The pretrial order at issue here does not demonstrate that the trial court exercised its discretion to determine which evidence may be excluded because its relevance is outweighed by the danger of unfair prejudice. On remand, we direct the trial court to exercise its discretion in this regard.
5. Foster bears the burden of proving his mental retardation by a preponderance of the evidence. Fleming, supra at 691 (4). Spivey v. State, 253 Ga. 187, 188-189 ( 319 S.E.2d 420) (1984), holds otherwise as to the question of guilty but mentally ill under OCGA § 17-7-131 (c) (3). This case deals with retarded persons, not persons guilty but mentally ill. The issue in this case arises in the sentencing phase in death penalty cases. Guilty but mentally ill is a guilt or innocence issue. This case arises under our holding in Fleming. Because of these differences, it is not necessary here to reconsider the holding in Spivey.
6. The court did not err by granting the state's motion for psychological evaluation of Foster. See Ingram v. State, 253 Ga. 622 (14) ( 323 S.E.2d 801) (1984).
Judgment affirmed in part, reversed in part and remanded. All the Justices concur, except Smith, P. J., who dissents.
DECIDED JULY 3, 1991 — RECONSIDERATION DENIED JULY 24, 1991.
I dissent to Division 5 of the majority opinion and to the judgment because I am opposed to reducing the standard of proof required of a convicted murderer who asserts mental retardation in an attempt to limit his punishment.
The majority holds that under Fleming v. Zant, 259 Ga. 687 ( 386 S.E.2d 339) (1989), a defendant who claims to be mentally retarded in a death-penalty sentencing hearing must only show that he is retarded by a preponderance of the evidence. The problem with the majority's reasoning is that it conflicts with our statutory standards of proof for verdicts of insanity, and guilty but mentally retarded, and guilty but mentally ill. See OCGA § 17-7-131 and Spivey v. State, 253 Ga. 187 ( 319 S.E.2d 420) (1984).
This case deals with the sentencing phase of a death-penalty case. As such, the majority states that the purpose of the trial on the mental retardation issue is to give the defendant, "essentially the same opportunity to litigate the issue of his mental retardation as he would have had if the case were tried today, with the benefit of the OCGA § 17-7-131 (j) death-penalty exclusion." Under OCGA § 17-7-131, the burden of persuasion of mental illness or mental retardation is on the defendant and must be proved beyond a reasonable doubt. OCGA § 17-7-131 (c) (3) provides:
The defendant may be found "guilty but mentally retarded" if the jury, or court acting as trier of facts, finds beyond a reasonable doubt that the defendant is guilty of the crime charged and is mentally retarded. . . . [Emphasis supplied.]
Some commentators argue that the "beyond a reasonable doubt" standard applies only to the state's proof of the crime, and not to the defendant's proof of his claim of mental retardation. However, the state's burden of proof in criminal matters is well known and it would serve no purpose to merely repeat that standard and exclude its application to the mental retardation claim. "It is a well settled canon of statutory construction that statutes are presumed to be enacted by the legislature with knowledge of the existing law." Hart v. Owens-Illinois, 250 Ga. 397, 400 ( 297 S.E.2d 462) (1982). It is more plausible that the legislature would have specifically set out a preponderance of the evidence standard if it had so intended.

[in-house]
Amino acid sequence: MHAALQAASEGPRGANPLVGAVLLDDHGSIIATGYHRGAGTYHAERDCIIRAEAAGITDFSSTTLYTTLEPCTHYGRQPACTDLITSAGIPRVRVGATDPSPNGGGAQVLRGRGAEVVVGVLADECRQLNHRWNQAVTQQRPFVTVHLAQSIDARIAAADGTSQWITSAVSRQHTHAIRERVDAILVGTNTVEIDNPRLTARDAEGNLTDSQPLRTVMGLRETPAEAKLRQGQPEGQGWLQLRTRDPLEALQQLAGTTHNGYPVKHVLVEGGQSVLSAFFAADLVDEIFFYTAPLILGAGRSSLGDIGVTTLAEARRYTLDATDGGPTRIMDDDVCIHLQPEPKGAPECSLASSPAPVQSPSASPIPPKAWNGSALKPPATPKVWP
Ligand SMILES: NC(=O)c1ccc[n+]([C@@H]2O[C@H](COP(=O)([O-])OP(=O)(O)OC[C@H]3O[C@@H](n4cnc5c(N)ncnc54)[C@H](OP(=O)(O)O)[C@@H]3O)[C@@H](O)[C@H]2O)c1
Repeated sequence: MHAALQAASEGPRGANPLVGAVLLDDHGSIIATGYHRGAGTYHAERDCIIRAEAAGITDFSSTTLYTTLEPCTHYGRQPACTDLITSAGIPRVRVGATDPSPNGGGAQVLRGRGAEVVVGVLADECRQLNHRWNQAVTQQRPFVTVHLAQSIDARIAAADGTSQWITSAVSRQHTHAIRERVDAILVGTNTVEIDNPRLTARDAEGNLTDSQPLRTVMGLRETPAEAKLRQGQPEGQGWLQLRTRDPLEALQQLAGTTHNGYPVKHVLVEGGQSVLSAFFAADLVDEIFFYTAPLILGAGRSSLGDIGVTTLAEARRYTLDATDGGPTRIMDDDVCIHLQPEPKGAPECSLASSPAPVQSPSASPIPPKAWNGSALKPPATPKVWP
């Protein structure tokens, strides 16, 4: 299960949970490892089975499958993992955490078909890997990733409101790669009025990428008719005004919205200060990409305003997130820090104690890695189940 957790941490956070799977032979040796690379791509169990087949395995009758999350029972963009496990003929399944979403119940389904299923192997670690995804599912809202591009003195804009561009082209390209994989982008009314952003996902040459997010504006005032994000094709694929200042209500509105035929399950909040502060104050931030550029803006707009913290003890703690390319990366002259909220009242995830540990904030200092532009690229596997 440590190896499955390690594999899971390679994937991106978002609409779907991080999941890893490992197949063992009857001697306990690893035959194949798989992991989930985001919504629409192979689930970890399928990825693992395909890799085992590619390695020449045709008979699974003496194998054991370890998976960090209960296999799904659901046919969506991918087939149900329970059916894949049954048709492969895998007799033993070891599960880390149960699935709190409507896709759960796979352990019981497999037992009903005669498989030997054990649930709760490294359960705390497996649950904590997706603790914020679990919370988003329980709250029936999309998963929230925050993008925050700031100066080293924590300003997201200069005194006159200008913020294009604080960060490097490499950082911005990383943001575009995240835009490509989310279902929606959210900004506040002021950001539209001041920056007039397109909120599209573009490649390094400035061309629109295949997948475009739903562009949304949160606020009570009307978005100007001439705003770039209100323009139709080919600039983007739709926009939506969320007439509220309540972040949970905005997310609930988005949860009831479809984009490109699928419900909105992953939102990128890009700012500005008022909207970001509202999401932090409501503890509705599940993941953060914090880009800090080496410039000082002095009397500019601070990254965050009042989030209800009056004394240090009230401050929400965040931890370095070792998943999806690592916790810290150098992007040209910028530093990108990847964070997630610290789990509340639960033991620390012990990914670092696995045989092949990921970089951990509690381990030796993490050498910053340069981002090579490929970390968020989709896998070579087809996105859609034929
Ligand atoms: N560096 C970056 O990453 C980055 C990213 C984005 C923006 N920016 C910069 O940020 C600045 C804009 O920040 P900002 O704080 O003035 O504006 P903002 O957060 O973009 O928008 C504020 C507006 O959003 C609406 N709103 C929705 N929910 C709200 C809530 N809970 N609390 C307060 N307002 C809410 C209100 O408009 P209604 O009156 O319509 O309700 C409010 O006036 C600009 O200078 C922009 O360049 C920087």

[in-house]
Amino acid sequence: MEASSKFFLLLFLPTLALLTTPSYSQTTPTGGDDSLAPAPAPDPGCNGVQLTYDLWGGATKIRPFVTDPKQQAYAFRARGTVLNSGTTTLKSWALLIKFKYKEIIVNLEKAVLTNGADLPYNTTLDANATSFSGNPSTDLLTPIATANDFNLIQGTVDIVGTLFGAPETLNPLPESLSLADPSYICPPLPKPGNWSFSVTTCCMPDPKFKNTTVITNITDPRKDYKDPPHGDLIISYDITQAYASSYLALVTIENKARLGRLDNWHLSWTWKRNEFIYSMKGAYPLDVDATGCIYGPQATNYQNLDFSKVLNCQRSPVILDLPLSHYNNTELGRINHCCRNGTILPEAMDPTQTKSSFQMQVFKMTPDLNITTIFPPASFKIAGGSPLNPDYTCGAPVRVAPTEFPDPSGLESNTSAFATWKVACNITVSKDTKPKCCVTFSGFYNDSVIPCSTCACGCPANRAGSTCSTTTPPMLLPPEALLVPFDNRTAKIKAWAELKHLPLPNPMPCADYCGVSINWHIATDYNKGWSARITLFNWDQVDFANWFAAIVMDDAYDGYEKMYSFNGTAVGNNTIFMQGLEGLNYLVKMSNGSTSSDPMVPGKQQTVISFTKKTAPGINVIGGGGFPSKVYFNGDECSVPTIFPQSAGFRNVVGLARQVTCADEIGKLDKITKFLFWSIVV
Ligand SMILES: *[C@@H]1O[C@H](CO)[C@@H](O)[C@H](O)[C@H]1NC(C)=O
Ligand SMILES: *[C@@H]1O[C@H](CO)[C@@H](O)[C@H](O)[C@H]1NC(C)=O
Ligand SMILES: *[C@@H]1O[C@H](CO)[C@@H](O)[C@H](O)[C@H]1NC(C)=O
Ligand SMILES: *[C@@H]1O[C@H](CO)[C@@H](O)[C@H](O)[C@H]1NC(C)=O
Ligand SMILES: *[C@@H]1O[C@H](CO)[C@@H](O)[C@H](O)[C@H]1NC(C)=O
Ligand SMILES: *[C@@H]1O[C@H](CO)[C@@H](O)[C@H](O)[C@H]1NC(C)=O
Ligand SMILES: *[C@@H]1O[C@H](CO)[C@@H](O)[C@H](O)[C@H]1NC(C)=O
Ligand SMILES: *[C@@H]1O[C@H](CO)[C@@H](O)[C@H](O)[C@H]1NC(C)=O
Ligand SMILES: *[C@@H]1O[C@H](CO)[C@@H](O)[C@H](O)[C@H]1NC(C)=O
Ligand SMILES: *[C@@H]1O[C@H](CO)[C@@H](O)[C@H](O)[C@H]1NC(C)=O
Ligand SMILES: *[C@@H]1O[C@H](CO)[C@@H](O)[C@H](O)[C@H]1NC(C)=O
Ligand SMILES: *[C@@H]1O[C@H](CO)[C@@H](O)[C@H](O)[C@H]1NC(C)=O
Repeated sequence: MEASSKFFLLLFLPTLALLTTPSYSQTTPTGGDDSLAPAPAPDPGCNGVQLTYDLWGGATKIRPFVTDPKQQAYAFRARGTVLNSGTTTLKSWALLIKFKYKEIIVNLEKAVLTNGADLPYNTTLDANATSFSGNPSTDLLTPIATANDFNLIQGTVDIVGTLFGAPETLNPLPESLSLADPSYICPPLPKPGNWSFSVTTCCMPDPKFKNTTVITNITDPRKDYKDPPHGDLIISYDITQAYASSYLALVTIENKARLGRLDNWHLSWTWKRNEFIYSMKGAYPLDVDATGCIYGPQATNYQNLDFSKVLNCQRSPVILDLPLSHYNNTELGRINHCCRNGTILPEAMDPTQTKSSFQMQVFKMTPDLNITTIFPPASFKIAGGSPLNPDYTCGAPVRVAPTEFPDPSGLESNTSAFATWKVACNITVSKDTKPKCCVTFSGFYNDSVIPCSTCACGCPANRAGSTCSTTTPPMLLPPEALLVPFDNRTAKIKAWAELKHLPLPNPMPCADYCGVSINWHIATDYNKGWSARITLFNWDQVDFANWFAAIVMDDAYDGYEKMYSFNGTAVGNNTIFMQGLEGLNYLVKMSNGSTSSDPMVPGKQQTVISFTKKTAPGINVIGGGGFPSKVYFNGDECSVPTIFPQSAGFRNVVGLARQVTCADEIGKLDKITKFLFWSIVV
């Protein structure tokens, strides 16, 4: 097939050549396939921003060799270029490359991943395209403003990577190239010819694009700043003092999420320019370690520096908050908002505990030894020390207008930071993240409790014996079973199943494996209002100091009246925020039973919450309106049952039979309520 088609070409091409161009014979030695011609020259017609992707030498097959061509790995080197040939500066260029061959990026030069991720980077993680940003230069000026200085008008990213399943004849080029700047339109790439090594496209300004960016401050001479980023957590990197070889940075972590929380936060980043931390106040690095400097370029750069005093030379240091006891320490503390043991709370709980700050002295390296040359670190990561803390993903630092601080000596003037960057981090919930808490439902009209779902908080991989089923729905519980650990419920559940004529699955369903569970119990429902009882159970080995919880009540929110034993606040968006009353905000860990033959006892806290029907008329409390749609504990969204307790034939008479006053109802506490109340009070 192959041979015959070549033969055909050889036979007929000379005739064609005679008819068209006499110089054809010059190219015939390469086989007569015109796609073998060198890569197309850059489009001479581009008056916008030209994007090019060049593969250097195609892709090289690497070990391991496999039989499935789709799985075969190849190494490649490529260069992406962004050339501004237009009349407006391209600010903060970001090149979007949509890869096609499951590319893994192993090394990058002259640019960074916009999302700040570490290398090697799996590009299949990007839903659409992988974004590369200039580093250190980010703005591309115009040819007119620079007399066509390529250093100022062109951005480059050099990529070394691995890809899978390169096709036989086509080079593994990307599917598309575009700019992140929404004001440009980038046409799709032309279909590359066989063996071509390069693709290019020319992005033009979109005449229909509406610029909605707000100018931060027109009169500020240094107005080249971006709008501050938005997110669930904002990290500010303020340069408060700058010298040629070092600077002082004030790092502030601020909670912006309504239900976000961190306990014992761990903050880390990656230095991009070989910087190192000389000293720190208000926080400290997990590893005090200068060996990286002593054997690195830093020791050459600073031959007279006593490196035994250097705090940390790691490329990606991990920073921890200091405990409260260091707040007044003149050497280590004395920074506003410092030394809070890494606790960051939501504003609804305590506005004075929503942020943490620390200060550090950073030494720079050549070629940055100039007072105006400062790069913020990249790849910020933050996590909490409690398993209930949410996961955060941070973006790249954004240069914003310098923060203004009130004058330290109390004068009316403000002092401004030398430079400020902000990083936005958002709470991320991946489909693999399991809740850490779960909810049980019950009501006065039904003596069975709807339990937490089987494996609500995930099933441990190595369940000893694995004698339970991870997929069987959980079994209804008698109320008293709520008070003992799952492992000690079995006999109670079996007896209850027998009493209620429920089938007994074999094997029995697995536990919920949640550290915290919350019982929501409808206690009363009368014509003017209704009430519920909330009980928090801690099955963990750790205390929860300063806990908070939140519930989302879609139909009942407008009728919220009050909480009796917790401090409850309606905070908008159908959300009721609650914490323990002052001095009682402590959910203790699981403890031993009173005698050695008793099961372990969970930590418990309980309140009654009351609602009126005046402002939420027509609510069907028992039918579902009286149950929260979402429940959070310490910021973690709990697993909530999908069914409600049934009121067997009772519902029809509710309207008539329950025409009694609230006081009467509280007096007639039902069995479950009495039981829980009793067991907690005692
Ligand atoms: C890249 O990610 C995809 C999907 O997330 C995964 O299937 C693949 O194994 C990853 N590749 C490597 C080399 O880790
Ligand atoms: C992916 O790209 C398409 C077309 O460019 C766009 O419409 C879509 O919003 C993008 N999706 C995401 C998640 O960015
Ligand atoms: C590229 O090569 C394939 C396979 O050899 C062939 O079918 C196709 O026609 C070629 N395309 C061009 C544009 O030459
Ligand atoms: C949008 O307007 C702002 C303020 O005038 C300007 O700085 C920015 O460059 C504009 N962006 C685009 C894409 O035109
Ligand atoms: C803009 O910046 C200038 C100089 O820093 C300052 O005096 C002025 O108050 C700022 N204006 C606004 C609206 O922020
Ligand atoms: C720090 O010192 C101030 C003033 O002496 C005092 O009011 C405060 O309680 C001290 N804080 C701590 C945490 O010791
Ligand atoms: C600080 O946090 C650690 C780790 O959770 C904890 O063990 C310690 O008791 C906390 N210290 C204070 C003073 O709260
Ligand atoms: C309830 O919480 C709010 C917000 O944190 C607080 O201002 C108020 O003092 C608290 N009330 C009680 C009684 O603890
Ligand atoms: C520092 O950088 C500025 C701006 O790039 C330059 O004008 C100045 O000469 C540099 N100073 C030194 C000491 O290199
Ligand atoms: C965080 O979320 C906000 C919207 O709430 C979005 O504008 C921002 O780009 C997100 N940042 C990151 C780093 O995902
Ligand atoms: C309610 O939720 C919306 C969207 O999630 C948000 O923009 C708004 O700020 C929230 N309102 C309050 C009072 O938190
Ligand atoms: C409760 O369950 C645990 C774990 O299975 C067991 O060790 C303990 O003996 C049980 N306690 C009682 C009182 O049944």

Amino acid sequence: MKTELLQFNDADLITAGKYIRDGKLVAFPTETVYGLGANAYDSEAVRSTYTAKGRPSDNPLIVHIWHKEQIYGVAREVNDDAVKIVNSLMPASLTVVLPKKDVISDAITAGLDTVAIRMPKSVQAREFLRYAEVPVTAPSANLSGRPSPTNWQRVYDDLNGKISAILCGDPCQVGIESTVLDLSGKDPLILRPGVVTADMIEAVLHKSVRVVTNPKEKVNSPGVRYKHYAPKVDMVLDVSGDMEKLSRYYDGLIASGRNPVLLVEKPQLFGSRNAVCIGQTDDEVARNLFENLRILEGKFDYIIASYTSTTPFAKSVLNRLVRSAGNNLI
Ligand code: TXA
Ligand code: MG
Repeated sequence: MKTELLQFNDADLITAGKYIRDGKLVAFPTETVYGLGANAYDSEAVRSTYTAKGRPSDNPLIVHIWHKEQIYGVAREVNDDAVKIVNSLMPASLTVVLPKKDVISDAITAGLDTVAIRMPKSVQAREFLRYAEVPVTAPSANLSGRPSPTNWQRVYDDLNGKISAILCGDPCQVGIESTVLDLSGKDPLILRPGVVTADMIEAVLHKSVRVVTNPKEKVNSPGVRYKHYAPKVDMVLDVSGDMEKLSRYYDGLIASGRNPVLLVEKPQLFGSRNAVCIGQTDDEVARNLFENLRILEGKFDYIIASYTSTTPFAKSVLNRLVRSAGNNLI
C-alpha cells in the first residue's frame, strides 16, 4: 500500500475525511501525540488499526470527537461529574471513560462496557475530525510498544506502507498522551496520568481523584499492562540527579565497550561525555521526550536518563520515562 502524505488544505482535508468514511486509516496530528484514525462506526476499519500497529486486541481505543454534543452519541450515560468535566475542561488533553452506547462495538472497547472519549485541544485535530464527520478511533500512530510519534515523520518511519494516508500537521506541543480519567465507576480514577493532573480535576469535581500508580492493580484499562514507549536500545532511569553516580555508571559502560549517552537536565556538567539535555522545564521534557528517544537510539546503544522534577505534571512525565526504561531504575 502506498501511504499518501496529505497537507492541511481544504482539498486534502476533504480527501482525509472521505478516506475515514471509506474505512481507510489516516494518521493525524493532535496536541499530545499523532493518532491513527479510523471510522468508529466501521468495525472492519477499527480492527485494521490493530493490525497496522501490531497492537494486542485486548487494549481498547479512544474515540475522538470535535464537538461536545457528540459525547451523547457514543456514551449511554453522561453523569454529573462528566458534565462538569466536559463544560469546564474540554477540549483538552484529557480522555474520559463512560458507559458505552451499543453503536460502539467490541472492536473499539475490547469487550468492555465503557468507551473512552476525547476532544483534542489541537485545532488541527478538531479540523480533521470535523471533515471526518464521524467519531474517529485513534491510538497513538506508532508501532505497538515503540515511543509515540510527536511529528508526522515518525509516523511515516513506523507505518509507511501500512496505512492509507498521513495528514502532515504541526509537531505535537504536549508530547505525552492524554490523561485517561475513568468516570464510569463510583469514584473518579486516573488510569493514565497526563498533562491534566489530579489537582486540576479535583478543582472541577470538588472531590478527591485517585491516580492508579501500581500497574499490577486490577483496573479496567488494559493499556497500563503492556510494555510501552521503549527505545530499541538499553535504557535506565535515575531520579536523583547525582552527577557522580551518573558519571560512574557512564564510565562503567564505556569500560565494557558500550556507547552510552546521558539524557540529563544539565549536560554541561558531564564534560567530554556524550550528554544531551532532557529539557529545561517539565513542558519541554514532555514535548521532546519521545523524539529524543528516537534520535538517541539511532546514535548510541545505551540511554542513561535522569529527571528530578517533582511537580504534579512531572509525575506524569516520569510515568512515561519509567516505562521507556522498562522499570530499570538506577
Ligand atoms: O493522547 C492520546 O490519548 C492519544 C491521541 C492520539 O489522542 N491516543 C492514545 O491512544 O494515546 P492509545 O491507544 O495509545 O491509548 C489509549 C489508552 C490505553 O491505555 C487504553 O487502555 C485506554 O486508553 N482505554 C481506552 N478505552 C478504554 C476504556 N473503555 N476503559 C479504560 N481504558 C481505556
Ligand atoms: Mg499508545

The U.S. Supreme Court has approved provisions that a defendant must prove mental illness beyond a reasonable doubt, Patterson v. New York, 432 U.S. 197 ( 97 S.C. 2319, 53 L.Ed.2d 281) (1977), and that a state may require a criminal defendant to prove his insanity beyond a reasonable doubt. Rivera v. Delaware, 429 U.S. 877 ( 97 S.C. 226, 50 L.Ed.2d 160) (1976).
Mental retardation is a lesser debilitation than mental illness or insanity, and may be readily feigned. Stripling v. State, 261 Ga. 1 ( 401 S.E.2d 500) (1991). As pointed out in Stripling, supra, a defendant seeking to assert mental illness often attempts to "make himself appear more mentally ill than he probably is." A preponderance of the evidence rule compounds the difficulty that sentencing juries face, requires triers of fact to make virtually impossible determinations, and opens the courts to a potential avalanche of appeals. Our courts will not only have to deal with habeas actions arising out of Fleming assertions, but they will also have to review the mental retardation trials on a case by case basis to determine the sufficiency of the evidence.
Finally, I must dissent to the Court's interference with the legislative function. In Jones v. Swett, 244 Ga. 715, 717 ( 261 S.E.2d 610) (1979), we held:
Once the court interprets a statute, that interpretation becomes an integral part of the statute and any subsequent "reinterpretation" would be no different from a judicial alteration of language placed in the statute by the General Assembly itself. [Cits.]
In Spivey, supra, we interpreted OCGA § 17-7-131 to mean that mental illness and mental retardation must be proved by the defendant beyond a reasonable doubt. The legislature, at that time could have rewritten the statute if our holding misinterpreted its intent. It did not. By adopting a preponderance of the evidence standard here, under the guise of Fleming, supra, we preempt the function of the legislature and substitute the will of the Court for the will of the people as reflected by their elected representatives. I cannot agree.